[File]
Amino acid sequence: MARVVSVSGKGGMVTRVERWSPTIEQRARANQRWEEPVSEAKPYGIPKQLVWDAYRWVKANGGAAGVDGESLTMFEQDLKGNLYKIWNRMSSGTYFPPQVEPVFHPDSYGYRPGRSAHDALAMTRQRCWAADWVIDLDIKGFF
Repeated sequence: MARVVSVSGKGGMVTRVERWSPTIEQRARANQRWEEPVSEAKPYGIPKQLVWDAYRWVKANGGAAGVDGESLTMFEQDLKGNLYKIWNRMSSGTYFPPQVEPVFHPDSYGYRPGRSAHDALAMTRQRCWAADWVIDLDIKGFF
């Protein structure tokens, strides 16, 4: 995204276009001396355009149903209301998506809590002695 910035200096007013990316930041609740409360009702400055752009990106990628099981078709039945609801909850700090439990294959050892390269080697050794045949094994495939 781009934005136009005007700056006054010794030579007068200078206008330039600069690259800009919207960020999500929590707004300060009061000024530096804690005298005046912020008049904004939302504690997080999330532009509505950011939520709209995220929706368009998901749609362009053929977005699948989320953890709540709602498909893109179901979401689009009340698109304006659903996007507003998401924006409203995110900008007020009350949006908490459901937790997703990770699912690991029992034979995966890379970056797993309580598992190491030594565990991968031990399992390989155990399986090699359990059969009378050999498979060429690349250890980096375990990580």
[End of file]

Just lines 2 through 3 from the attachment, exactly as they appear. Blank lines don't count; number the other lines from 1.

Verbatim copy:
Repeated sequence: MARVVSVSGKGGMVTRVERWSPTIEQRARANQRWEEPVSEAKPYGIPKQLVWDAYRWVKANGGAAGVDGESLTMFEQDLKGNLYKIWNRMSSGTYFPPQVEPVFHPDSYGYRPGRSAHDALAMTRQRCWAADWVIDLDIKGFF
């Protein structure tokens, strides 16, 4: 995204276009001396355009149903209301998506809590002695 910035200096007013990316930041609740409360009702400055752009990106990628099981078709039945609801909850700090439990294959050892390269080697050794045949094994495939 781009934005136009005007700056006054010794030579007068200078206008330039600069690259800009919207960020999500929590707004300060009061000024530096804690005298005046912020008049904004939302504690997080999330532009509505950011939520709209995220929706368009998901749609362009053929977005699948989320953890709540709602498909893109179901979401689009009340698109304006659903996007507003998401924006409203995110900008007020009350949006908490459901937790997703990770699912690991029992034979995966890379970056797993309580598992190491030594565990991968031990399992390989155990399986090699359990059969009378050999498979060429690349250890980096375990990580």